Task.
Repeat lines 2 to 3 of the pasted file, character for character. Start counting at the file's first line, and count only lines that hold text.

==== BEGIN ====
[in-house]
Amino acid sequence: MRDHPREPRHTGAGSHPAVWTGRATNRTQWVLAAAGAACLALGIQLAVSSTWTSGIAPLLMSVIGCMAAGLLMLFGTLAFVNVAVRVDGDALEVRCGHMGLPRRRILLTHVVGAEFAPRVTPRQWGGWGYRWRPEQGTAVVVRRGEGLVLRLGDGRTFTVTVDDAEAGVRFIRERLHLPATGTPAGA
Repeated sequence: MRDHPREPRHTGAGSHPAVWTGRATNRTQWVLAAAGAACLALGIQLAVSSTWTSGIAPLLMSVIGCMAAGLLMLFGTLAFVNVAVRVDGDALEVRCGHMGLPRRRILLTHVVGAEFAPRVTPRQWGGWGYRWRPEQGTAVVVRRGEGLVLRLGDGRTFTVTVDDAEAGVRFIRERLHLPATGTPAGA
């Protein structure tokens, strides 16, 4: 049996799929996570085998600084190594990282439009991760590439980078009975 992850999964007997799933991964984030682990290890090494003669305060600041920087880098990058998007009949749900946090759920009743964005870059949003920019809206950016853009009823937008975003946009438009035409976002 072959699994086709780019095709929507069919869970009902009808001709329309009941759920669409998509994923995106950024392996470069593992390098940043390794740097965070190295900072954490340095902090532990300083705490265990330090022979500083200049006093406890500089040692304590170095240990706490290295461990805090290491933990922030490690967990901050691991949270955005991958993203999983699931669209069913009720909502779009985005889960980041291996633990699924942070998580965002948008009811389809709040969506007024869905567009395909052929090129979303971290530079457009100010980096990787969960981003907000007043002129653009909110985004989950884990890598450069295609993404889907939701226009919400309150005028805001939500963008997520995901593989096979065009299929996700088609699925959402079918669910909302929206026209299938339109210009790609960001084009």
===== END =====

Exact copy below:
Amino acid sequence: MRDHPREPRHTGAGSHPAVWTGRATNRTQWVLAAAGAACLALGIQLAVSSTWTSGIAPLLMSVIGCMAAGLLMLFGTLAFVNVAVRVDGDALEVRCGHMGLPRRRILLTHVVGAEFAPRVTPRQWGGWGYRWRPEQGTAVVVRRGEGLVLRLGDGRTFTVTVDDAEAGVRFIRERLHLPATGTPAGA
Repeated sequence: MRDHPREPRHTGAGSHPAVWTGRATNRTQWVLAAAGAACLALGIQLAVSSTWTSGIAPLLMSVIGCMAAGLLMLFGTLAFVNVAVRVDGDALEVRCGHMGLPRRRILLTHVVGAEFAPRVTPRQWGGWGYRWRPEQGTAVVVRRGEGLVLRLGDGRTFTVTVDDAEAGVRFIRERLHLPATGTPAGA